Terry Gilliam • Director
“A dream of the world can be more interesting”
by Kaleem Aftab
- CANNES 2018: Terry Gilliam chatted to us to discuss the controversy surrounding his long-awaited The Man Who Killed Don Quixote, which served as Cannes’ closing film this year
Twenty-five years in the making, The Man Who Killed Don Quixote [+see also:
interview: Terry Gilliam
film profile] is finally being unveiled to the world as the closing film of the Cannes Film Festival. It arrived in Cannes under a cloud, as producer Paulo Branco took out a writ to try to stop the film from being shown. The press screening for the movie at Cannes was prefaced with an on-screen disclaimer noting that the screening “shall in no way prejudice” this case. Director Terry Gilliam discussed the issue that continues to ensure that The Man Who Killed Don Quixote will be remembered for its troubled production history.
Cineuropa: What went wrong with Paulo?
Terry Gilliam: Nothing went wrong with Paulo. We needed X amount of money to make the film, and he failed to raise even half the amount. How about that? Even worse, in my contract, he had to show me a budget, he had to show me all the financial dealings, and he refused to show me anything. In the end, he said I had to sign a new statement – either I signed it or he would close the film down – and it said he would make all the decisions and I would have to follow every decision he made. He gave me 24 hours to sign, and I didn’t, so he pulled the plug. Boom. Very simple.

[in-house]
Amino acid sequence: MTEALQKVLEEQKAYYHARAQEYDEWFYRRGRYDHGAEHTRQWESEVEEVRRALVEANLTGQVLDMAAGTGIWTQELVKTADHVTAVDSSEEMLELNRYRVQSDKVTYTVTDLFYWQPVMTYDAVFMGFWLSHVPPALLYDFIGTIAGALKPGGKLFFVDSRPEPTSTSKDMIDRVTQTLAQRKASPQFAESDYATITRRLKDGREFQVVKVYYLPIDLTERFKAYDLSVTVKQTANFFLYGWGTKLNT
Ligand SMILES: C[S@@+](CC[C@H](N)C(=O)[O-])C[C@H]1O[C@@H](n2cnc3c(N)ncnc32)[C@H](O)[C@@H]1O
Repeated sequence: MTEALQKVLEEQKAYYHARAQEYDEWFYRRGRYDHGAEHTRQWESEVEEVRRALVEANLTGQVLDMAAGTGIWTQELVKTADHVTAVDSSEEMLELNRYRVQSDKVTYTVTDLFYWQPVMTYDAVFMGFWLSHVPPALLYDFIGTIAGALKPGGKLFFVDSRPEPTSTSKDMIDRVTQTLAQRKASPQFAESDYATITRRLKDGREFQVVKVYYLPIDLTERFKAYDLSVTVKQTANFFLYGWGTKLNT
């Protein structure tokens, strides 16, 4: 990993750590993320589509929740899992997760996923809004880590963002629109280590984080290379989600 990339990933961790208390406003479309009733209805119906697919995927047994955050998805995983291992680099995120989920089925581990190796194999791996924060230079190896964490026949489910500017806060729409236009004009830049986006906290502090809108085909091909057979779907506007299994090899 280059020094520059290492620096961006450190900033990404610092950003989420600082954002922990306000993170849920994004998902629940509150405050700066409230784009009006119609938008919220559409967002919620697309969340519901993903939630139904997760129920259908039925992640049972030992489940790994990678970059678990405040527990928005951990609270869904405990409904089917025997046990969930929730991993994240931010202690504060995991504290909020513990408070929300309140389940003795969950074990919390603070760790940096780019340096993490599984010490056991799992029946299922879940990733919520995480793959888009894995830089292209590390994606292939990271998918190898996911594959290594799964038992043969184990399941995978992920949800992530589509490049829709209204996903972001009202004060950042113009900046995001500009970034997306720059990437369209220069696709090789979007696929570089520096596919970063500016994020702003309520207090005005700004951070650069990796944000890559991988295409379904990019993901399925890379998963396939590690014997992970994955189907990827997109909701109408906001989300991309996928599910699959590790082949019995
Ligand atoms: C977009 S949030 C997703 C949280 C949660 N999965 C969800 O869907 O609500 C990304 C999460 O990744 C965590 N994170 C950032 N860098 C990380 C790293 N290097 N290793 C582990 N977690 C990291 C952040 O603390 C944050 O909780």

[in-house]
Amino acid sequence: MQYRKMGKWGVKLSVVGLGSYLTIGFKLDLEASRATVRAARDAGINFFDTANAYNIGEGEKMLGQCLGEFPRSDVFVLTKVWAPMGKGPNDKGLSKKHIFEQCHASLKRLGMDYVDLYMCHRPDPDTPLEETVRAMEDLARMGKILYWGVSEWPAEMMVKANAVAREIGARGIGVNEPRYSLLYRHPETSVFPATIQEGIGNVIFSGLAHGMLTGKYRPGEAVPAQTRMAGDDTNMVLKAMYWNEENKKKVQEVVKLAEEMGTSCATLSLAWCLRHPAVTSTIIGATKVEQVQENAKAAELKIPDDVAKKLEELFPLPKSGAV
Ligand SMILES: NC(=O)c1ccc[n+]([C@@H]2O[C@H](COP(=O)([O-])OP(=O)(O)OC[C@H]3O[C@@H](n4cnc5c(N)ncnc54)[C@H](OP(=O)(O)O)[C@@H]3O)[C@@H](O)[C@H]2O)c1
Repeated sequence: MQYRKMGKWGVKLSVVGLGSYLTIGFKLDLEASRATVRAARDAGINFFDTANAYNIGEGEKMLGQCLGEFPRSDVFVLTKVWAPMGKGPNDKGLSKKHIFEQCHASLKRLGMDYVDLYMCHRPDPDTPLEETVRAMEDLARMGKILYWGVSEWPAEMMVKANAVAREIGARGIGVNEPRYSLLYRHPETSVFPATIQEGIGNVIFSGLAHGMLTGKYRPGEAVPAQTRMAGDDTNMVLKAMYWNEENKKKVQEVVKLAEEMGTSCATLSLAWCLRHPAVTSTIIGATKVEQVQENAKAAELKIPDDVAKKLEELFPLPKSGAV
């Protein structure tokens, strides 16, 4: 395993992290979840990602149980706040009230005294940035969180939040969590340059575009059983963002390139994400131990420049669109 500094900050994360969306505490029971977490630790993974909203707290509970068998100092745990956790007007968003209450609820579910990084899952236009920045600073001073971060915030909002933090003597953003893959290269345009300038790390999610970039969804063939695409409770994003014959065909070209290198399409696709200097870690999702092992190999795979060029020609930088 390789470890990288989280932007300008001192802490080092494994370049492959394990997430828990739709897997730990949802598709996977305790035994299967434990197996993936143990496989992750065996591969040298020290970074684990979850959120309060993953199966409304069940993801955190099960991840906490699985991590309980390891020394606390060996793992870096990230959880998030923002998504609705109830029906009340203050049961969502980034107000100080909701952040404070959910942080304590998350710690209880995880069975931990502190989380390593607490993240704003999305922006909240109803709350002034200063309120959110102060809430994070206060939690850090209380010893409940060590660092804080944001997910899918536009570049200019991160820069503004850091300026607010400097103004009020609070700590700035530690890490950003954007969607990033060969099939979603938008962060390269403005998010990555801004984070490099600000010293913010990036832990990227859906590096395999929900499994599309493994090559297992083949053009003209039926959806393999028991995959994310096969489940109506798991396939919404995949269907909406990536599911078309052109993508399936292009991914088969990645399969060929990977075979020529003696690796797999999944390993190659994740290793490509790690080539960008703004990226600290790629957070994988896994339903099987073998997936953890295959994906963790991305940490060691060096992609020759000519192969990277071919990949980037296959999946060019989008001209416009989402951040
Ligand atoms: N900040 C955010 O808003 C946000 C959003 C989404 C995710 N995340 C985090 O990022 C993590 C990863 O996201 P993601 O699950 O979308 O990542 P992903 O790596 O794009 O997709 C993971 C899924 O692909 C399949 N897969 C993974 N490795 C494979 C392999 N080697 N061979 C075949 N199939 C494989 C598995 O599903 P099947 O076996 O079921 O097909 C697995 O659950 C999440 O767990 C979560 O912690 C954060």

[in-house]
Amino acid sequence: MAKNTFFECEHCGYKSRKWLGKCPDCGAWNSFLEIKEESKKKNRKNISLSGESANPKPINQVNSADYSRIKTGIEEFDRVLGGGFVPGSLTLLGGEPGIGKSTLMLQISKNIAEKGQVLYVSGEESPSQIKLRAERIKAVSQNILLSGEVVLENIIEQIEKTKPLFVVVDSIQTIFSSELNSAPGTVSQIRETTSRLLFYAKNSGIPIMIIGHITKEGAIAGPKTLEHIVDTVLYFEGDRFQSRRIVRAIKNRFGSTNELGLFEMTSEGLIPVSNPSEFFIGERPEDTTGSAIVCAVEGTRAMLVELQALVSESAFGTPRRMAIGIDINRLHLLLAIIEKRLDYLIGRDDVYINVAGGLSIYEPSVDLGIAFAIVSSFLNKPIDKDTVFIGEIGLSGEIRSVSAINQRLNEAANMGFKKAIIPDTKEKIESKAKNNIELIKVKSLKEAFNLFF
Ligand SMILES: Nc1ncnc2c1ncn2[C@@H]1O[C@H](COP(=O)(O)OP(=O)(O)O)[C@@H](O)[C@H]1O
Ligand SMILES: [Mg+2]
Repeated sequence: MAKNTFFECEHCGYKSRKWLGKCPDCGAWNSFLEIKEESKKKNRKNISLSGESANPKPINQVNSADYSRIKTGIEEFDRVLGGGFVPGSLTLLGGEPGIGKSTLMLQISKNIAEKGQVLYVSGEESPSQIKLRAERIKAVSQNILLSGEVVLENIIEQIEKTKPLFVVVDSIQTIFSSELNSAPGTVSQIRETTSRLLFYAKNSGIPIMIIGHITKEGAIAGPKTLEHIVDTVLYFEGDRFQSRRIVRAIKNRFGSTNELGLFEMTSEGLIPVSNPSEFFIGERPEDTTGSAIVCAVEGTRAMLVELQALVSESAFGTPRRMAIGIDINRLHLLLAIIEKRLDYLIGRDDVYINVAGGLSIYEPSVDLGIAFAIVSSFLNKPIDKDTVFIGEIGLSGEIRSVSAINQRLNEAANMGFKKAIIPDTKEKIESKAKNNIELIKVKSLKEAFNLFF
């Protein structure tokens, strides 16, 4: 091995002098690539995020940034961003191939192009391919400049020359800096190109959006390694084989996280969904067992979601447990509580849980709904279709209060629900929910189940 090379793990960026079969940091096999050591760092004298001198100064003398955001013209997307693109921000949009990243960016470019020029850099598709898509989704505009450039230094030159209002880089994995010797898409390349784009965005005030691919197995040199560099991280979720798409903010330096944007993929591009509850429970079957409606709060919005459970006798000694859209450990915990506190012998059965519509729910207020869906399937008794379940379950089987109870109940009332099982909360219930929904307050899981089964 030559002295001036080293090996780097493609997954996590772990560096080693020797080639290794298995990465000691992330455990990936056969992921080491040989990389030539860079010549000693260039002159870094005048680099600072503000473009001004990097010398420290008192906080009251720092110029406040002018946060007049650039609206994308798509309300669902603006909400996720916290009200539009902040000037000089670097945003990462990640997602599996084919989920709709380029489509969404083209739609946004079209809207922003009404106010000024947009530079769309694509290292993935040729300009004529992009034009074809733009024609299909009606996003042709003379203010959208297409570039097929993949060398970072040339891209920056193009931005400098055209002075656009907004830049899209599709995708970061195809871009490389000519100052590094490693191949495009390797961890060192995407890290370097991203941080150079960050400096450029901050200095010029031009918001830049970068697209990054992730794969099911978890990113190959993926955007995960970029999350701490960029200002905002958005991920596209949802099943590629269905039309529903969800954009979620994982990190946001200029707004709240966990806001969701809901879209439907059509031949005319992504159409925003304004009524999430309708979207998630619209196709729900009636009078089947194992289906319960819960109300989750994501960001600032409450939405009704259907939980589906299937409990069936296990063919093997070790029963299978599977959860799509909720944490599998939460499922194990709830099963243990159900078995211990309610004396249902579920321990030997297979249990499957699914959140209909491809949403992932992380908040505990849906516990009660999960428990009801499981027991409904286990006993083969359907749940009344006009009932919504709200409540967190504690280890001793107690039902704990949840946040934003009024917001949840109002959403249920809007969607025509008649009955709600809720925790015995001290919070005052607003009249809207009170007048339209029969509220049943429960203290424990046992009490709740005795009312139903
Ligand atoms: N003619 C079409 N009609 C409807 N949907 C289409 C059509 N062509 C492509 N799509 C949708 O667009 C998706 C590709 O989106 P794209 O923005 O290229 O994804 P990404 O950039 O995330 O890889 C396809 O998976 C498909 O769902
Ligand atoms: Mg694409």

But he is still saying he has the rights to the film…
He can say anything he wants. He can say he’s six feet three inches tall; he can say he’s blond and beautiful; he can say he’s 23 years old. He can lie through his teeth, and he’s very good at that.
Why has the novel stayed with you all this time?
It is an impossible novel – it goes on forever. The novel is extraordinary, and it is unfilmable. What is great about it is the characters: you have Quixote and Sancho, and I think everybody on the planet is both a Sancho and a Quixote – and it’s all about which one wins.
The novel is about chivalry, dreams and reality; how does that fit with your outlook?
Some people have a romantic idea of what life should be. I’m one of the romantics. I don’t want to be restricted by the way the world really is. A dream of the world can be more interesting.
How did the 25-year production process affect the film?
This movie made itself, and all of the problems led to the film that we’ve ended up with today. It’s very different from what began 25 years ago, and it’s much better than my original plan, so thank God I failed and the film succeeded.
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